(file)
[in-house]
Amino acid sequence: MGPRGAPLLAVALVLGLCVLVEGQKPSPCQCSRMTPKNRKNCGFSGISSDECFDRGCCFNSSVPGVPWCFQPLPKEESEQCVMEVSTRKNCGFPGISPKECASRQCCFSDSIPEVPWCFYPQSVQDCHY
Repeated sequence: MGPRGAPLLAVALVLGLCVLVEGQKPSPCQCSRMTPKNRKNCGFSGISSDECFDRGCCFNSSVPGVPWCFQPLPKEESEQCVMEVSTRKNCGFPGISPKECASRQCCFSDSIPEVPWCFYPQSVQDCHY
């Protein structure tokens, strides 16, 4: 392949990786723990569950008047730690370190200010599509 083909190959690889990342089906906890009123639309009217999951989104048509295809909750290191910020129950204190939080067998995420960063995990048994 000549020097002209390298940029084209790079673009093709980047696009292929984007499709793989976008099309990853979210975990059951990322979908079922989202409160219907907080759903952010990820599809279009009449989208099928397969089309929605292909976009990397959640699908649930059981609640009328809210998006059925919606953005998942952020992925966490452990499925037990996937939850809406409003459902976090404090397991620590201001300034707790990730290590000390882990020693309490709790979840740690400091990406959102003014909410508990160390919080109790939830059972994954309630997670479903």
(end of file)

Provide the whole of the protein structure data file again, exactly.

[in-house]
Amino acid sequence: MGPRGAPLLAVALVLGLCVLVEGQKPSPCQCSRMTPKNRKNCGFSGISSDECFDRGCCFNSSVPGVPWCFQPLPKEESEQCVMEVSTRKNCGFPGISPKECASRQCCFSDSIPEVPWCFYPQSVQDCHY
Repeated sequence: MGPRGAPLLAVALVLGLCVLVEGQKPSPCQCSRMTPKNRKNCGFSGISSDECFDRGCCFNSSVPGVPWCFQPLPKEESEQCVMEVSTRKNCGFPGISPKECASRQCCFSDSIPEVPWCFYPQSVQDCHY
């Protein structure tokens, strides 16, 4: 392949990786723990569950008047730690370190200010599509 083909190959690889990342089906906890009123639309009217999951989104048509295809909750290191910020129950204190939080067998995420960063995990048994 000549020097002209390298940029084209790079673009093709980047696009292929984007499709793989976008099309990853979210975990059951990322979908079922989202409160219907907080759903952010990820599809279009009449989208099928397969089309929605292909976009990397959640699908649930059981609640009328809210998006059925919606953005998942952020992925966490452990499925037990996937939850809406409003459902976090404090397991620590201001300034707790990730290590000390882990020693309490709790979840740690400091990406959102003014909410508990160390919080109790939830059972994954309630997670479903």